Regular readers of this blog know that I go on at length about the corrosive aspects of conspicuous consumption, and how our stuff takes a far too important place in our lives. While it is true that I sometimes talk about how this is destroying our planet, my main focus has been more about the prison we put ourselves in emotionally and spiritually by being so tied up and obsessed with our stuff. Of course, that is only part of the story, and a New York Times article this morning pointed me to an absolutely amazing video called “The Story of Stuff“, that details the ins and outs of the cycle of consumption, and makes some excellent points about the lack of sustainability in our current culture.
The maker of the video, Annie Leonard, is a former Greenpeace activist, and there are a few rather indelicate ways she describes some parts of the system in the video. At times, she makes some rather blanket statements about using resources that leave out some nuance. But overall, I heartily agree with her main points that this system can not continue indefinitely as is, and that we fundamentally need to change our relationship to consumption so that the true costs are put in evidence. Continued life on our planet depends on it. The video is only 20 minutes long, and WELL worth watching. Check it out here.
I don’t want to get all political on your asses and bore the hell out my readership (both of you), but I followed a chain of links this morning that reinforces why I don’t like Hillary Clinton, and why she is representative of what’s wrong with American politics today.
I really have a ton of reasons for not liking Hillary. I used to love her (in the 90s), and then I saw her change her views on a whole host of issues to pander to one constituency or another. Whether her support of bullshit issues like outlawing flag burning, or her much more grievous support of the Iraq war, her highest values have nothing to do with public service. Her highest value is power. In that, she is very much like a number of other high profile people in politics (or the White House). Can it be any other way? Can we imagine a system where (in addition to career, money and power) people actually do the right thing and get elected for it? I’m not sure at all.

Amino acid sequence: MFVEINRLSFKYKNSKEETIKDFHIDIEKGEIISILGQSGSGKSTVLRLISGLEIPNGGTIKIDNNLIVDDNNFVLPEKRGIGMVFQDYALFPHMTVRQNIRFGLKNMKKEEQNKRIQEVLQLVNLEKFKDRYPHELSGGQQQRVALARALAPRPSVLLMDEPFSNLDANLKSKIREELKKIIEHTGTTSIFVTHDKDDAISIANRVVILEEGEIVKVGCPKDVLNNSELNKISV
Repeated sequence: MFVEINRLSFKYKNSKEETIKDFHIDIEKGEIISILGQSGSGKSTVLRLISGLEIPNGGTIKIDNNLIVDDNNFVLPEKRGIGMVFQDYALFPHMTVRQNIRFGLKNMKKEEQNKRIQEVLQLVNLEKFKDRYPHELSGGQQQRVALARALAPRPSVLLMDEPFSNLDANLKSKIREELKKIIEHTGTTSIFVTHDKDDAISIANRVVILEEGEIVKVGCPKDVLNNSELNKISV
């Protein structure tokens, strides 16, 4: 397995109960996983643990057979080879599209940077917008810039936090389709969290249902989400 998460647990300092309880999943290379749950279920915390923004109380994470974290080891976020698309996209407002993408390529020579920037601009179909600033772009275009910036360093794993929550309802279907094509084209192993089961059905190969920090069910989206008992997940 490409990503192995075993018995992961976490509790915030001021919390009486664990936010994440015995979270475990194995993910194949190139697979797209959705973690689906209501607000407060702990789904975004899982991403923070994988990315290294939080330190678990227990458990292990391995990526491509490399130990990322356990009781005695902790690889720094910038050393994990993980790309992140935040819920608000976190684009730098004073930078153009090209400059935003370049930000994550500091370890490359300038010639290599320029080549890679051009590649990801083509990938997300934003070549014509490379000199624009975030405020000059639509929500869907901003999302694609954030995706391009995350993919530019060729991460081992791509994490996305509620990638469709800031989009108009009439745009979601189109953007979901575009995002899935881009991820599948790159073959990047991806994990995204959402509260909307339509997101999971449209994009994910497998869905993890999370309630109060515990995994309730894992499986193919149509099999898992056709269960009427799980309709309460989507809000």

This morning’s stomach upset started innocently enough. I was reading the New York Times and came across an article about Al Gore and the Nobel Peace Prize. That got me looking at the presidential race, hoping against hope that Gore would run. That in turn had me considering the other contenders, and that led me to Hillary Clinton’s web site for a look at her stands on the issues. In particular I wanted to see what she had to say about energy and the environment. So I watched the video clip and had a gnawing feeling as she mentioned things like “clean coal” and “ethanol”. A quick check of sources reconfirmed what has been obvious for some time. “Clean” coal isn’t clean (just cleaner than dirty coal) and our ethanol production in this country is a boondoggle. For her to mention these and pledge support to them is just to pander to powerful interest groups and look a little like she is doing something for the environment. But she isn’t. She just feels that she can’t take on these entrenched lobbies and their subsidies and win, so she has crafted a completely irresponsible and dishonest message about “protecting” the environment.
In short, she is a big part of the problem, not part of the solution.